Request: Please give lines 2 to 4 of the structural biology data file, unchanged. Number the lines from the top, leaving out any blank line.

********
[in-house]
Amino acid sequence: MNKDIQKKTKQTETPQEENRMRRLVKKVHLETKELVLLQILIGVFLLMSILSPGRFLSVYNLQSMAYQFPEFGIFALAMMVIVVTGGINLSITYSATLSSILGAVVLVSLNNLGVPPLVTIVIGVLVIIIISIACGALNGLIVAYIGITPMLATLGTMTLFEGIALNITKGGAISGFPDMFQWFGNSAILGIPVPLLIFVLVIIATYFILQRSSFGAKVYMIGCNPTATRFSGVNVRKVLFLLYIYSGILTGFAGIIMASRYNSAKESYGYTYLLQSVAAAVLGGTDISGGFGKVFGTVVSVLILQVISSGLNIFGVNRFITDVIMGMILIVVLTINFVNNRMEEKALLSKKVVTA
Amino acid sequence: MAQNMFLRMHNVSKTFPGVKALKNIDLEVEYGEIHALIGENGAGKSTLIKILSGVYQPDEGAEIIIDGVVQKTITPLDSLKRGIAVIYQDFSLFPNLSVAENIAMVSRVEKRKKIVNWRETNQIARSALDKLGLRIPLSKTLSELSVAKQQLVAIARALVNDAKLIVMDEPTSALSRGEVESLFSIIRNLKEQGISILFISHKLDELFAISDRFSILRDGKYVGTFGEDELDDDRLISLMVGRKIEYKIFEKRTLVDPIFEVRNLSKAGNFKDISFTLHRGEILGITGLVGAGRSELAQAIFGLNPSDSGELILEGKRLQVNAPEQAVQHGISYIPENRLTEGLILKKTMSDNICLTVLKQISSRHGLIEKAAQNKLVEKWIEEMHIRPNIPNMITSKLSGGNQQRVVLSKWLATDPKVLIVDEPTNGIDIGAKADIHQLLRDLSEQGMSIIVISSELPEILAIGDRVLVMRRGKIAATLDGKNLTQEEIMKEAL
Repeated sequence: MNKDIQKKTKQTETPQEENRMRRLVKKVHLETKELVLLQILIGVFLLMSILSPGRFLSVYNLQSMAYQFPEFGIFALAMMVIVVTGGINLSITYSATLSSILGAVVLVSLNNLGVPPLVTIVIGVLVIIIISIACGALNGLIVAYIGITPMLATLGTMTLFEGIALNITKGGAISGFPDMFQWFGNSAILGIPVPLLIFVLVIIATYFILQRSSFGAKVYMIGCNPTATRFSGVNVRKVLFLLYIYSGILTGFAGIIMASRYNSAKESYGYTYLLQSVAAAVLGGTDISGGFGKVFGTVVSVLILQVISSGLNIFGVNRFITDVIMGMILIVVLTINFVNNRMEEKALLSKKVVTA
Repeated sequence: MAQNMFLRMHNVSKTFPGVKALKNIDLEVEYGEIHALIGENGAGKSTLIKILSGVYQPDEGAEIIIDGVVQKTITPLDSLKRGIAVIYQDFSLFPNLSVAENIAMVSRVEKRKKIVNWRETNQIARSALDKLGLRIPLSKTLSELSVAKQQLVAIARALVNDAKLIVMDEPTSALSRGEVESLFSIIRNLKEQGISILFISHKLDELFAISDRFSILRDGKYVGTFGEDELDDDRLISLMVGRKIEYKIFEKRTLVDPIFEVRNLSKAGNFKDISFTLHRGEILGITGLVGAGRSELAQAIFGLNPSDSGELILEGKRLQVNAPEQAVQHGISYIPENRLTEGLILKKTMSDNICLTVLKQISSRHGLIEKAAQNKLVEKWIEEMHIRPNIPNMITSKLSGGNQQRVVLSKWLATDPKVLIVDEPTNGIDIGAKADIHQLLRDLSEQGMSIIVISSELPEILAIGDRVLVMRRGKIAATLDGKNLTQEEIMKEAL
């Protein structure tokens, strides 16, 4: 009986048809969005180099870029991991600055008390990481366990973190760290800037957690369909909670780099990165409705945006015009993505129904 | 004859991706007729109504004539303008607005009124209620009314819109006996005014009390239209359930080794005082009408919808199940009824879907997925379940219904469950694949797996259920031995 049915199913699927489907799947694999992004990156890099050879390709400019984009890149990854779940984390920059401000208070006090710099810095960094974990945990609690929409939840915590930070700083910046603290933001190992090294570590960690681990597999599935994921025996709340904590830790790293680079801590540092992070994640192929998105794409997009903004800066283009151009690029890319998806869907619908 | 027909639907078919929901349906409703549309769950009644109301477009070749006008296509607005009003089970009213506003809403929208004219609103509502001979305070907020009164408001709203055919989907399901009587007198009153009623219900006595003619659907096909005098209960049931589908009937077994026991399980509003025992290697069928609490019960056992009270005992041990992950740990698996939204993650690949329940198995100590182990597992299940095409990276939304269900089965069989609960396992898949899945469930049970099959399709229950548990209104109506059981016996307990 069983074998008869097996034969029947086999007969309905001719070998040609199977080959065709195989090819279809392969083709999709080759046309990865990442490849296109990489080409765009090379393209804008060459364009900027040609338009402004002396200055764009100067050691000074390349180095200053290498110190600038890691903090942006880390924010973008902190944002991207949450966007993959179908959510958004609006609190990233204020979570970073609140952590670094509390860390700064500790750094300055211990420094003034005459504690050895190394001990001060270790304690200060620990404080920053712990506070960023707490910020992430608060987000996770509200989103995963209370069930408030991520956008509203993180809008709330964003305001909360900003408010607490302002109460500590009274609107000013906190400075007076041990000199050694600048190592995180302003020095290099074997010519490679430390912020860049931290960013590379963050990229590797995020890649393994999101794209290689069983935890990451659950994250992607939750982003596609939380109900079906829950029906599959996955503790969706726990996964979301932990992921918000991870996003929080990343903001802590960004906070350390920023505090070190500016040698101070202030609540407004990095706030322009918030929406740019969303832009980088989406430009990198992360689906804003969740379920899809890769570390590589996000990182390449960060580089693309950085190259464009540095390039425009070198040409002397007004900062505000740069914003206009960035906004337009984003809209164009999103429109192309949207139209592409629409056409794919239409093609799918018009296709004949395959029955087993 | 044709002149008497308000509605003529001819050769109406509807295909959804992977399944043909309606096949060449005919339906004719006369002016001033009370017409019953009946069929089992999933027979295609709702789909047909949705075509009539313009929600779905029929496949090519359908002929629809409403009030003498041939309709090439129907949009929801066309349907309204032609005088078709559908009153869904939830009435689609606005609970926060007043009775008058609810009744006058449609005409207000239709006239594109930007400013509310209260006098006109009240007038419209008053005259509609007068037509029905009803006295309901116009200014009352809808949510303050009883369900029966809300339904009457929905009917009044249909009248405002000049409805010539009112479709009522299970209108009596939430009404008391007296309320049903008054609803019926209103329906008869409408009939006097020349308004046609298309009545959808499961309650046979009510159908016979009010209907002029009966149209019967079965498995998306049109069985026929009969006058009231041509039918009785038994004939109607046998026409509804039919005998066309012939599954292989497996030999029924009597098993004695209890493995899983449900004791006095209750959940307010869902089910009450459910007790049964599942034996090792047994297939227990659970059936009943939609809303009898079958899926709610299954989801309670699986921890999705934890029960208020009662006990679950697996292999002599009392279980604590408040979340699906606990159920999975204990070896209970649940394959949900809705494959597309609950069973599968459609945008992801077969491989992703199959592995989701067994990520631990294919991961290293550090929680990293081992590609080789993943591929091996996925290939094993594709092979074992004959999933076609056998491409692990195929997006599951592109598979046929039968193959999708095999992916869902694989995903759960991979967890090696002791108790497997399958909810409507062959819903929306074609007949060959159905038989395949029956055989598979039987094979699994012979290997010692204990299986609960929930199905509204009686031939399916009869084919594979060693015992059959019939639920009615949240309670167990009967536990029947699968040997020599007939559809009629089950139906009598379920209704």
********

Amino acid sequence: MNKDIQKKTKQTETPQEENRMRRLVKKVHLETKELVLLQILIGVFLLMSILSPGRFLSVYNLQSMAYQFPEFGIFALAMMVIVVTGGINLSITYSATLSSILGAVVLVSLNNLGVPPLVTIVIGVLVIIIISIACGALNGLIVAYIGITPMLATLGTMTLFEGIALNITKGGAISGFPDMFQWFGNSAILGIPVPLLIFVLVIIATYFILQRSSFGAKVYMIGCNPTATRFSGVNVRKVLFLLYIYSGILTGFAGIIMASRYNSAKESYGYTYLLQSVAAAVLGGTDISGGFGKVFGTVVSVLILQVISSGLNIFGVNRFITDVIMGMILIVVLTINFVNNRMEEKALLSKKVVTA
Amino acid sequence: MAQNMFLRMHNVSKTFPGVKALKNIDLEVEYGEIHALIGENGAGKSTLIKILSGVYQPDEGAEIIIDGVVQKTITPLDSLKRGIAVIYQDFSLFPNLSVAENIAMVSRVEKRKKIVNWRETNQIARSALDKLGLRIPLSKTLSELSVAKQQLVAIARALVNDAKLIVMDEPTSALSRGEVESLFSIIRNLKEQGISILFISHKLDELFAISDRFSILRDGKYVGTFGEDELDDDRLISLMVGRKIEYKIFEKRTLVDPIFEVRNLSKAGNFKDISFTLHRGEILGITGLVGAGRSELAQAIFGLNPSDSGELILEGKRLQVNAPEQAVQHGISYIPENRLTEGLILKKTMSDNICLTVLKQISSRHGLIEKAAQNKLVEKWIEEMHIRPNIPNMITSKLSGGNQQRVVLSKWLATDPKVLIVDEPTNGIDIGAKADIHQLLRDLSEQGMSIIVISSELPEILAIGDRVLVMRRGKIAATLDGKNLTQEEIMKEAL
Repeated sequence: MNKDIQKKTKQTETPQEENRMRRLVKKVHLETKELVLLQILIGVFLLMSILSPGRFLSVYNLQSMAYQFPEFGIFALAMMVIVVTGGINLSITYSATLSSILGAVVLVSLNNLGVPPLVTIVIGVLVIIIISIACGALNGLIVAYIGITPMLATLGTMTLFEGIALNITKGGAISGFPDMFQWFGNSAILGIPVPLLIFVLVIIATYFILQRSSFGAKVYMIGCNPTATRFSGVNVRKVLFLLYIYSGILTGFAGIIMASRYNSAKESYGYTYLLQSVAAAVLGGTDISGGFGKVFGTVVSVLILQVISSGLNIFGVNRFITDVIMGMILIVVLTINFVNNRMEEKALLSKKVVTA